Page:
So what were these bribery schemes? There was the Charitable Donation Scheme, which according to the SEC Complaint, “an ADM executive in the tax department sent an e-mail to the head of an international tax organization and stated, “One of our affiliates operates in the Ukraine. In order to recover 100% of their input VAT they have to pay 30% of the amount to local charities.”” Next was the Stevedoring Company Scheme where two ADM subsidiaries made “payments to a stevedoring company in the port of Odessa so that it could pass on nearly all of those payments to Ukrainian officials in order to obtain VAT refunds on behalf of ACTI Ukraine.” Next was the Mischaracterization of Write-offs Scheme where ADM’s German subsidiary reported to the US parent that they had to write off 18% of the tax refund due back to the company. However upon payment of the VAT refund it would be at 100% of the total due. As the German subsidiary had taken a write off of 18% of the total, the corresponding amount of money would be funneled to “third-party vendors so that nearly all of those monies could be provided to Ukrainian government officials.” Finally, and most ingenuously, was the Fake Insurance Premiums Scheme. In this scheme, ADM’s Ukrainian subsidiary, arranged for an insurance company to falsely bill it for crop insurance, which said “Insurance Company never intended to honor, adjusting the premiums to be roughly 20% of the VAT refund.” This inflated amount was then paid to Ukrainian officials.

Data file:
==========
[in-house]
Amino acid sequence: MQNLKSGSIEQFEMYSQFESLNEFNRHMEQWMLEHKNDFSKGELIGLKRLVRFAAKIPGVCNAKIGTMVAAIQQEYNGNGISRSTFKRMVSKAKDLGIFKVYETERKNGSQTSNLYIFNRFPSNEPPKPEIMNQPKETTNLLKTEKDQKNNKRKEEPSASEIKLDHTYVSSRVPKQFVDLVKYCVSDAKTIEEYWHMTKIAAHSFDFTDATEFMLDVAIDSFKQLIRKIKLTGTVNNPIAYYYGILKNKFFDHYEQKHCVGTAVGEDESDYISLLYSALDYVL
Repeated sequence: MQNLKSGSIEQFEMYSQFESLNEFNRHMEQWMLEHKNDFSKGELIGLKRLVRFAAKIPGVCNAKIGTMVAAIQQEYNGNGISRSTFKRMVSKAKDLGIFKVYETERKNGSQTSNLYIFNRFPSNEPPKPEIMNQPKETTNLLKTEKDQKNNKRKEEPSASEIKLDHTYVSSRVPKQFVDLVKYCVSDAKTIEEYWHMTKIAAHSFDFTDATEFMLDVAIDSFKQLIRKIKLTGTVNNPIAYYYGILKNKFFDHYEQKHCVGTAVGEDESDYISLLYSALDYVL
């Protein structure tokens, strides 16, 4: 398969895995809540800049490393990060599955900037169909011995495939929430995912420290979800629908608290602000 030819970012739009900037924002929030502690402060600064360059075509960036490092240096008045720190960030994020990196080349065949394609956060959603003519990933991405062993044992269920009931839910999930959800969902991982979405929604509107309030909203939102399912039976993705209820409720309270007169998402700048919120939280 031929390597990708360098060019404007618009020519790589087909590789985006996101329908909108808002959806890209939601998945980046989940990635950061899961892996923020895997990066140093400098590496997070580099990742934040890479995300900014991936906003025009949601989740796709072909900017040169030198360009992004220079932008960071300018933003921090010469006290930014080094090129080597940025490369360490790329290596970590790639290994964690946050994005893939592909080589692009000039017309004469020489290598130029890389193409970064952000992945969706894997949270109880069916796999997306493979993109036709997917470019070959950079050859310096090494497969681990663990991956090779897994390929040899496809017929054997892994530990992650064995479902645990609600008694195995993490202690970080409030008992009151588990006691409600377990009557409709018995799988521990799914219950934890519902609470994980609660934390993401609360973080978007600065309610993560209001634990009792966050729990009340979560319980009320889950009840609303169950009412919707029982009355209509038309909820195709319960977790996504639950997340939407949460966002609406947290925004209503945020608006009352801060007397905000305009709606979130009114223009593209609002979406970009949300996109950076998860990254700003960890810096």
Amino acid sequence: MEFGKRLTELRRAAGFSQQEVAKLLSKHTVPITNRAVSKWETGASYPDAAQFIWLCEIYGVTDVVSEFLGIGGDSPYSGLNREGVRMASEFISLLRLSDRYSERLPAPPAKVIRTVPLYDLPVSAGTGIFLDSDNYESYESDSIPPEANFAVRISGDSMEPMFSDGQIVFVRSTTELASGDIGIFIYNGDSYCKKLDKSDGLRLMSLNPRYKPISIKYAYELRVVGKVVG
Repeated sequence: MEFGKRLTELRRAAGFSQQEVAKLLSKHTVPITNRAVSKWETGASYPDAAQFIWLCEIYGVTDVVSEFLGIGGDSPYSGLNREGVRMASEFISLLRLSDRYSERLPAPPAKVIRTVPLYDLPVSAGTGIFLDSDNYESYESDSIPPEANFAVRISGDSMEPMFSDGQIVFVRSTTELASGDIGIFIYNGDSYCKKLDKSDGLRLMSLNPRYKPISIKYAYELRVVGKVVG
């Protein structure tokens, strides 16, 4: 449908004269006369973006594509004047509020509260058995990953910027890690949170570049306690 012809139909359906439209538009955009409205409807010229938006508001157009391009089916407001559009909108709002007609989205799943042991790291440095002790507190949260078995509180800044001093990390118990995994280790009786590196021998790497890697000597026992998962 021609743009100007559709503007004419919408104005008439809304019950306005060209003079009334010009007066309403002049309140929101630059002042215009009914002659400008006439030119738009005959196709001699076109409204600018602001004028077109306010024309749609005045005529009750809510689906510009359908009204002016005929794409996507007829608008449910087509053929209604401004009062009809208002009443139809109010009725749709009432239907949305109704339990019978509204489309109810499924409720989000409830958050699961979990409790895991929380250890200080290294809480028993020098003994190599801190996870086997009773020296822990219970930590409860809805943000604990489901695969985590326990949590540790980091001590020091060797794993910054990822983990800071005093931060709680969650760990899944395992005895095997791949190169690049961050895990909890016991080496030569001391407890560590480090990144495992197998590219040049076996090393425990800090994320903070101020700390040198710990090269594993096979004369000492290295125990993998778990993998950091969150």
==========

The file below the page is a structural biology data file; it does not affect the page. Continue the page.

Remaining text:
The FCPA itself says:

(a) Prohibition

It shall be unlawful for any issuer which has a class of securities registered pursuant to section 781 of this title or which is required to file reports under section 780d of this title, or for any officer, director, employee, or agent of such issuer or any stockholder thereof acting on behalf of such issuer, to make use of the mails or any means or instrumentality of interstate commerce corruptly in furtherance of an offer, payment, promise to pay, or authorization of the payment of any money, or offer, gift, promise to give, or authorization of the giving of anything of value to—